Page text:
Driving Round In Circles: Dark Kitchens Turn Into Takeouts As Fast Food Eats Itself
First there was the restaurant. You sat down and ate.
Next came the takeaway, where you walked in and took food home to eat, and the dark kitchen, allowing you to sit at home while food came to you.
Now, as the takeaway and restaurant cycle of life comes full circle, an expanding dark kitchen business is inviting customers to drop in and collect food because it’s nice to stay in touch.
Ambitious Belgian dark kitchen business Casper has decided it needs appealing shopfronts and open doors on main streets, standing recent takeout food logic on its head.
Unlike other ghost kitchens, Casper aims to be visible. There are no shuttered windows in a back street. Instead, it offers clear and recognizable branding, technology to place walk-in orders and waiting areas for the delivery riders.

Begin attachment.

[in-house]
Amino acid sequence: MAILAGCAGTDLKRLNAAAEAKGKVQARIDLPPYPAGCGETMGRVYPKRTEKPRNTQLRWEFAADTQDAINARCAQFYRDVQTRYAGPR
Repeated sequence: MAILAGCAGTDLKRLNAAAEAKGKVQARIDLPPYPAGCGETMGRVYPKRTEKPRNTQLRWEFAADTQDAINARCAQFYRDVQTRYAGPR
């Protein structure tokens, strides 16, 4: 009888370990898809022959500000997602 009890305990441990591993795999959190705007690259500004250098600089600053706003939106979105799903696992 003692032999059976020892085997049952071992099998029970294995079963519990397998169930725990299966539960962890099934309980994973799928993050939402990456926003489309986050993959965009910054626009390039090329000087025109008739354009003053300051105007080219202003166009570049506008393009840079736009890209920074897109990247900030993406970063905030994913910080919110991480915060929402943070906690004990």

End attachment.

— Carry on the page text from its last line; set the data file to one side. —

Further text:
Casper raised €5M in a Series A round led by Amsterdam-based Slingshot Ventures in April, together with three serial entrepreneurs, and its aim is to open new locations in the Benelux nations and France. By 2024, it hopes to have 50 international locations.
The move comes as mainstream investors develop an appetite for dark kitchens. Last year, LondonMetric bought two London warehouses in a £13.5M deal, with the aim of deploying them for up to 100 dark kitchens. A 20-year lease was signed with Jacuna Kitchens, and just yesterday, React News reported the REIT has doubled down on its dark kitchen investments as it cooks up a new alternative investment niche.